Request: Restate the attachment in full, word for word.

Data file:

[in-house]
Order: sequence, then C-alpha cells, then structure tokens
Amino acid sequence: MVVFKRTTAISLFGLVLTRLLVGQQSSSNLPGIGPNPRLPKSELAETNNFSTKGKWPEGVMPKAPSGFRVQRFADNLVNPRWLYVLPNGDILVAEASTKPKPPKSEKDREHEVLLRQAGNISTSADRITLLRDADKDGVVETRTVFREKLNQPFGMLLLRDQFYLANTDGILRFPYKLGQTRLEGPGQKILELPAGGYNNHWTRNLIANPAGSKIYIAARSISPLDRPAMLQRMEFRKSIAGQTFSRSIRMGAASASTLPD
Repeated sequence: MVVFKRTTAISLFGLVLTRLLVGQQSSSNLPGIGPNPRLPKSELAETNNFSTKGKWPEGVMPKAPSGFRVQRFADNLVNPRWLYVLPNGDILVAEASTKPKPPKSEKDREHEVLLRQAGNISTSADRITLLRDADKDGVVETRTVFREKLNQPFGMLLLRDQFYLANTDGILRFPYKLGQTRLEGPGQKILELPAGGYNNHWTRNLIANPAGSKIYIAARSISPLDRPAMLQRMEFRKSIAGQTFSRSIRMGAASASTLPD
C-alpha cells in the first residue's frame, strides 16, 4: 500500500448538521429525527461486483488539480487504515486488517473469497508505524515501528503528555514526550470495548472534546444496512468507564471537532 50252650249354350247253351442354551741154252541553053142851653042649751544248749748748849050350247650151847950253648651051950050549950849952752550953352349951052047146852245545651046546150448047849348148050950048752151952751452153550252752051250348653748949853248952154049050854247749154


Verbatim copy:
[in-house]
Order: sequence, then C-alpha cells, then structure tokens
Amino acid sequence: MVVFKRTTAISLFGLVLTRLLVGQQSSSNLPGIGPNPRLPKSELAETNNFSTKGKWPEGVMPKAPSGFRVQRFADNLVNPRWLYVLPNGDILVAEASTKPKPPKSEKDREHEVLLRQAGNISTSADRITLLRDADKDGVVETRTVFREKLNQPFGMLLLRDQFYLANTDGILRFPYKLGQTRLEGPGQKILELPAGGYNNHWTRNLIANPAGSKIYIAARSISPLDRPAMLQRMEFRKSIAGQTFSRSIRMGAASASTLPD
Repeated sequence: MVVFKRTTAISLFGLVLTRLLVGQQSSSNLPGIGPNPRLPKSELAETNNFSTKGKWPEGVMPKAPSGFRVQRFADNLVNPRWLYVLPNGDILVAEASTKPKPPKSEKDREHEVLLRQAGNISTSADRITLLRDADKDGVVETRTVFREKLNQPFGMLLLRDQFYLANTDGILRFPYKLGQTRLEGPGQKILELPAGGYNNHWTRNLIANPAGSKIYIAARSISPLDRPAMLQRMEFRKSIAGQTFSRSIRMGAASASTLPD
C-alpha cells in the first residue's frame, strides 16, 4: 500500500448538521429525527461486483488539480487504515486488517473469497508505524515501528503528555514526550470495548472534546444496512468507564471537532 50252650249354350247253351442354551741154252541553053142851653042649751544248749748748849050350247650151847950253648651051950050549950849952752550953352349951052047146852245545651046546150448047849348148050950048752151952751452153550252752051250348653748949853248952154049050854247749154